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By Ruth Dickson Eddy

The Small Actions of Giving Back

In my childhood household, giving to the community was something that my parents modeled daily. My parents were both teachers – although my dad joined the profession as a second career, after working as an engineer and a farmer in the rural part of England that I grew up in. Through their respective roles, our house was a constant flurry of activity, as my parents were asked to serve in community roles for our small, farming village, or mentor new teachers coming to work in the region. My parents also dedicated huge amounts of time to family and, as we got older, to my siblings and our friends as we navigated the complexity of teenage hood, University preparedness, and career planning. Many of my friends had my parents help with essays, write personal recommendations, and advise on interview attire. It was just something that they did, and I didn’t pay much attention to it – that was just my Mum and Dad, carrying on their lives in the only way I had ever known it.

It was only when I reached adulthood that I realized the substantial gifts they were giving: many of the young people they advised did not have parents who understood post-secondary options, and some faced domestic and food insecurity. Therefore, the plate of lasagna that my mum served alongside her grammatical edits were less the actions of a hostess, and more the actions of an educator recognizing an unspoken need and providing help where she could. I remember my mother taking me to the supermarket to buy toothbrushes, toothpaste, and soap to ship to a relief effort support Bosnian refugees in the early 90s, before I even knew where Bosnia was, let alone any details around the horrific conditions facing families fleeing political unrest. It seemed that my parents always lent help where it was needed, and with a sense of urgency and private dedication.

It was with this model in mind that my siblings and I set about our own adulthoods, figuring out the ways that we could give. My twin sister, affectionately agreed upon as “The Good Twin”, approached activism as an extension of art: she performed protests, participated in marches, and constructed eye-catching banners, outfits, and placards that caught the attention of news crews. She lived in Ghana for a year, building schools and teaching. Now in her thirties, she runs a community garden and builds sets for a local theatre alongside working as a classroom teacher.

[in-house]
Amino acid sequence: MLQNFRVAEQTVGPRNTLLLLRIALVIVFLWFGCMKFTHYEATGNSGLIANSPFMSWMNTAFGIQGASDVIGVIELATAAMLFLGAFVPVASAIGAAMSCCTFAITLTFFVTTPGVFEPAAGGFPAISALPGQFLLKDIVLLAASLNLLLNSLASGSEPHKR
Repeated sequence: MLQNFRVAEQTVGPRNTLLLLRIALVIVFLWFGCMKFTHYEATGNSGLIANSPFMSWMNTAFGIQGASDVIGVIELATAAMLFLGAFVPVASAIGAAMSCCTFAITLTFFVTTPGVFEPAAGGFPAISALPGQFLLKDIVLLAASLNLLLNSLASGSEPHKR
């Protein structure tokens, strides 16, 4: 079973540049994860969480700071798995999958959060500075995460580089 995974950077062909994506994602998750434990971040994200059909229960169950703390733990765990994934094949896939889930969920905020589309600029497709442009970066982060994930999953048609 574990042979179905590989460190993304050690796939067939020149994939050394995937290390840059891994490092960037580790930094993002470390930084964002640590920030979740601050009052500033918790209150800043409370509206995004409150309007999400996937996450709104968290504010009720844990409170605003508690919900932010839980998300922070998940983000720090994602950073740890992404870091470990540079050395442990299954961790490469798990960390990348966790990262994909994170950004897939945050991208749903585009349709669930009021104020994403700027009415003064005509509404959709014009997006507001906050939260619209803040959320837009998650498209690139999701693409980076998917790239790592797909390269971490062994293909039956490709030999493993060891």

For my sister, her talents lent themselves readily to giving back, and she applied her skills generously. For me, the journey was harder: I wasn’t wealthy enough to make significant donations, I wasn’t skilled or strong enough to build, paint, remove or renovate anything, and I felt I had very little to give. But, I discovered, I could make a concerted effort to be kind. Similar to my parents, I took every opportunity that I could to extend kindness and help in small ways: I invited people into my home for the holidays who would have no other place to go, I raked leaves in my neighbors yards, gave coworkers rides home, and helped people with cover letters for job applications, essays, and other written communications. These “small helps” were an homage to the way my own parents had operated, and as an adult I started to build a greater understanding of how small actions can make a difference to others.

Over time, I have endeavored to provide help, support, and mentorship wherever I can. This year, I have offered support and guidance to friends that have started their own non-profit organizations and equity campaigns, taking small actions including proofreading, providing feedback, advising on social media strategy, and helping hone brand parameters and communications strategies. I take a huge amount of pride seeing my friends and coworkers achieve success in these roles, I am honored to be able to contribute small actions at every opportunity to help them. I encourage everyone to learn more about the Kansas City Horn Club, a local non profit organization that provides free performance and educational programs within the fine arts community, and The Future Is Black, a campaign seeking to unite and empower Black creatives in Kansas City.


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